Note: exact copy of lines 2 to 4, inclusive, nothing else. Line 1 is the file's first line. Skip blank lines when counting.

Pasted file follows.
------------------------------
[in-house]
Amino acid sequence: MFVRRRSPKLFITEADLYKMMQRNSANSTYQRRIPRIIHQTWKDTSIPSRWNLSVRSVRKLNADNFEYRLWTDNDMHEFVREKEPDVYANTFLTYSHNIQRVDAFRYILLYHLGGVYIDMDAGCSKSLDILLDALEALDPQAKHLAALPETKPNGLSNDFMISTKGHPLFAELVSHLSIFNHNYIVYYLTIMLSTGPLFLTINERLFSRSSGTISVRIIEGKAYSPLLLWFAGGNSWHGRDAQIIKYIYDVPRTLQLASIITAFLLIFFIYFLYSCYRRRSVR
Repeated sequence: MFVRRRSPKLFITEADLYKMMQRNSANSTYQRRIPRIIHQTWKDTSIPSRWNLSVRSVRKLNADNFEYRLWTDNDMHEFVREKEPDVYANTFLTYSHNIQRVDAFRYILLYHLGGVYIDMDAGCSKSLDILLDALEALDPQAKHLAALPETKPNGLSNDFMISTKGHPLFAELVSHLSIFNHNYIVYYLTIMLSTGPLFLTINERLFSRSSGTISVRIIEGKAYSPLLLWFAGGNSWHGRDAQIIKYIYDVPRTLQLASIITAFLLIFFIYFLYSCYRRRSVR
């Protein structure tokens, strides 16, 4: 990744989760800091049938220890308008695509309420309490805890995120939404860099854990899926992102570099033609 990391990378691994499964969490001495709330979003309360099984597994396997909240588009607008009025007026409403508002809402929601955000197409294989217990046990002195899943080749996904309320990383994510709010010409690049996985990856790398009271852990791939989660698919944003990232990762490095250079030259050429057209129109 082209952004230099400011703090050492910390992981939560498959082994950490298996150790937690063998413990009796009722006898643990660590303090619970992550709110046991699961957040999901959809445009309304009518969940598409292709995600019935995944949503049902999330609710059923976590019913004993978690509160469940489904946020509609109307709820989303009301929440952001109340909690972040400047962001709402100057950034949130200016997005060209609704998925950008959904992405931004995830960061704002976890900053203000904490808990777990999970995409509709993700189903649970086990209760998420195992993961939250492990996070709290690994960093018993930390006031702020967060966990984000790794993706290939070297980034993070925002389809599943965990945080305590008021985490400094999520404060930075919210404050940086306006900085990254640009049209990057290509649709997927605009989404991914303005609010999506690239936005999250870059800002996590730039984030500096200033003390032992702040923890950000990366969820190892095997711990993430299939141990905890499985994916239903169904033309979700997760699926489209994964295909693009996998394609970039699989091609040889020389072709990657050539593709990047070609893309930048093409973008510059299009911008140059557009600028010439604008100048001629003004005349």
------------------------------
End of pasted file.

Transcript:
Amino acid sequence: MFVRRRSPKLFITEADLYKMMQRNSANSTYQRRIPRIIHQTWKDTSIPSRWNLSVRSVRKLNADNFEYRLWTDNDMHEFVREKEPDVYANTFLTYSHNIQRVDAFRYILLYHLGGVYIDMDAGCSKSLDILLDALEALDPQAKHLAALPETKPNGLSNDFMISTKGHPLFAELVSHLSIFNHNYIVYYLTIMLSTGPLFLTINERLFSRSSGTISVRIIEGKAYSPLLLWFAGGNSWHGRDAQIIKYIYDVPRTLQLASIITAFLLIFFIYFLYSCYRRRSVR
Repeated sequence: MFVRRRSPKLFITEADLYKMMQRNSANSTYQRRIPRIIHQTWKDTSIPSRWNLSVRSVRKLNADNFEYRLWTDNDMHEFVREKEPDVYANTFLTYSHNIQRVDAFRYILLYHLGGVYIDMDAGCSKSLDILLDALEALDPQAKHLAALPETKPNGLSNDFMISTKGHPLFAELVSHLSIFNHNYIVYYLTIMLSTGPLFLTINERLFSRSSGTISVRIIEGKAYSPLLLWFAGGNSWHGRDAQIIKYIYDVPRTLQLASIITAFLLIFFIYFLYSCYRRRSVR
């Protein structure tokens, strides 16, 4: 990744989760800091049938220890308008695509309420309490805890995120939404860099854990899926992102570099033609 990391990378691994499964969490001495709330979003309360099984597994396997909240588009607008009025007026409403508002809402929601955000197409294989217990046990002195899943080749996904309320990383994510709010010409690049996985990856790398009271852990791939989660698919944003990232990762490095250079030259050429057209129109 082209952004230099400011703090050492910390992981939560498959082994950490298996150790937690063998413990009796009722006898643990660590303090619970992550709110046991699961957040999901959809445009309304009518969940598409292709995600019935995944949503049902999330609710059923976590019913004993978690509160469940489904946020509609109307709820989303009301929440952001109340909690972040400047962001709402100057950034949130200016997005060209609704998925950008959904992405931004995830960061704002976890900053203000904490808990777990999970995409509709993700189903649970086990209760998420195992993961939250492990996070709290690994960093018993930390006031702020967060966990984000790794993706290939070297980034993070925002389809599943965990945080305590008021985490400094999520404060930075919210404050940086306006900085990254640009049209990057290509649709997927605009989404991914303005609010999506690239936005999250870059800002996590730039984030500096200033003390032992702040923890950000990366969820190892095997711990993430299939141990905890499985994916239903169904033309979700997760699926489209994964295909693009996998394609970039699989091609040889020389072709990657050539593709990047070609893309930048093409973008510059299009911008140059557009600028010439604008100048001629003004005349």